A FEW days ago, I went to two different hospitals in an attempt to get my first dose of a Covid-19 vaccine. The hospitals were 6km apart and the whole exercise took me six hours.
I am 40 days shy of my 60th birthday but I wanted to try my luck at getting the vaccine after I heard about the walk-in facility for senior citizens.
My first appointment – for AstraZeneca – had been scheduled for June 7 at a mega vaccination centre. However, due to my history of severe allergy, the doctor there advised me against taking this vaccine. Subsequently, I received a notification on MySejaterah on June 8 assuring me that I would receive a new appointment within 30 days.
Since then, I have been checking the MySejahtera app on my phone more than 10 times a day, hoping to get notification of a new appointment.
I also wrote to the Helpdesk a few times but only received a computer-generated message. I even called the helpline and was put on hold for more than 20 minutes. When I finally managed to talk to someone there, I was just told to wait for the notification.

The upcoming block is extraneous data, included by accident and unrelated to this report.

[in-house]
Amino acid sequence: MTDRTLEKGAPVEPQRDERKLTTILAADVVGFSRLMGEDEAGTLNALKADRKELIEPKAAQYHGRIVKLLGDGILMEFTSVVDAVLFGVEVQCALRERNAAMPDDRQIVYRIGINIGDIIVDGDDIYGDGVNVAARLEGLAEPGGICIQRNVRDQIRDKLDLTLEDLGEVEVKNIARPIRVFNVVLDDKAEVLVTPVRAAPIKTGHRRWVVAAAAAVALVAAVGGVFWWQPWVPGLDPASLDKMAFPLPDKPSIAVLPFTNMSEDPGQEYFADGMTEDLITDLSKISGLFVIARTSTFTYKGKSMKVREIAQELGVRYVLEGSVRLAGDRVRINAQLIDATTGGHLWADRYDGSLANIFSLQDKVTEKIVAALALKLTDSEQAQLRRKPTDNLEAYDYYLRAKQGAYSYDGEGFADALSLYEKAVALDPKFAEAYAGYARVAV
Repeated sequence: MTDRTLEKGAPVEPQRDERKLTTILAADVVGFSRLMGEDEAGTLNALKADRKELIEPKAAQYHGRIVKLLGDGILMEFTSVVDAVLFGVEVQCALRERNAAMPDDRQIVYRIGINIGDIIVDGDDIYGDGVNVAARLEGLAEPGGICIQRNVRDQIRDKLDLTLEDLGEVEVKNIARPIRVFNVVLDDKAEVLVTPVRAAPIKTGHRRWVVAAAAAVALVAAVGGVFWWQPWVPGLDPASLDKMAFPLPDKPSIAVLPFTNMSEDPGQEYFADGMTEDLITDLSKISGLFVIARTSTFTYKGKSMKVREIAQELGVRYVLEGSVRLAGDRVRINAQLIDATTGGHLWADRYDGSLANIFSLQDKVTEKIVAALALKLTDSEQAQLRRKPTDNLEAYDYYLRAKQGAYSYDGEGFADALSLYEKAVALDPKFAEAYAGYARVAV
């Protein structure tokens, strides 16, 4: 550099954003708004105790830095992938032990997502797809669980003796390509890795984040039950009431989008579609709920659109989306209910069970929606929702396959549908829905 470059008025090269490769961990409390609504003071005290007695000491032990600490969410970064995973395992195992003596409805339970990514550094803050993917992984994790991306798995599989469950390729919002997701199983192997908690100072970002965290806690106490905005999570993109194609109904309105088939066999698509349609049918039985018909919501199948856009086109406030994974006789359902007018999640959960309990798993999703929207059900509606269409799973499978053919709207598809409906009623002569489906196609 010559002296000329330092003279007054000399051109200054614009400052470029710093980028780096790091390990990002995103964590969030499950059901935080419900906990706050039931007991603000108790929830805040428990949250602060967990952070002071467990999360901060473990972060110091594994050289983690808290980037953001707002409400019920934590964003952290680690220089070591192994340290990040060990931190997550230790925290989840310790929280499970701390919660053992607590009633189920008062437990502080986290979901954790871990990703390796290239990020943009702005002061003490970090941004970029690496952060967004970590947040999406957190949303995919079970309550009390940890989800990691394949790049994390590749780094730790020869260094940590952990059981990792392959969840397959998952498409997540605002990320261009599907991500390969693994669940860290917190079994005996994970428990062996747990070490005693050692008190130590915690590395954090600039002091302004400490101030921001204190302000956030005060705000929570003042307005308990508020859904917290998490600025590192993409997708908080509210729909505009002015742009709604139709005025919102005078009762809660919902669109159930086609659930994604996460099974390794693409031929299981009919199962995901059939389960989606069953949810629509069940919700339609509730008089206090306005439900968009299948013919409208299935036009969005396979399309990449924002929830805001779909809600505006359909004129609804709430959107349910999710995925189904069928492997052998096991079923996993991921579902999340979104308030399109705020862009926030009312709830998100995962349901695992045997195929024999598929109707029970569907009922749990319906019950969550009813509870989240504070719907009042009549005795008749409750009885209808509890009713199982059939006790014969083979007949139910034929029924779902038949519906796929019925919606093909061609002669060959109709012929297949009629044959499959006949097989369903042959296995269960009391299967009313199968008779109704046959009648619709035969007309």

It was then that I decided to try my luck at the walk-in vaccination centres. At the first hospital, the public relations officer on duty told me there was only enough vaccines for the number of people scheduled for vaccination that day. I was greatly disappointed.
I heard that the second hospital, which is further away from my house, allowed walk-in vaccination for senior citizens.
In eager anticipation that I would finally get my first dose, I went there after a quick lunch – only to be disappointed again. This time, it was because of the MySejahtera app.
The lady who attended to me said she could not register me because, according to the system, my name was still listed with the former vaccination centre.
I would like to know why it is so difficult to get a new appointment after I was advised to reschedule the first one upon the advice of a doctor and it was not my choice. I do not know where else I can go to for help, and I feel like I am a victim of a failed system.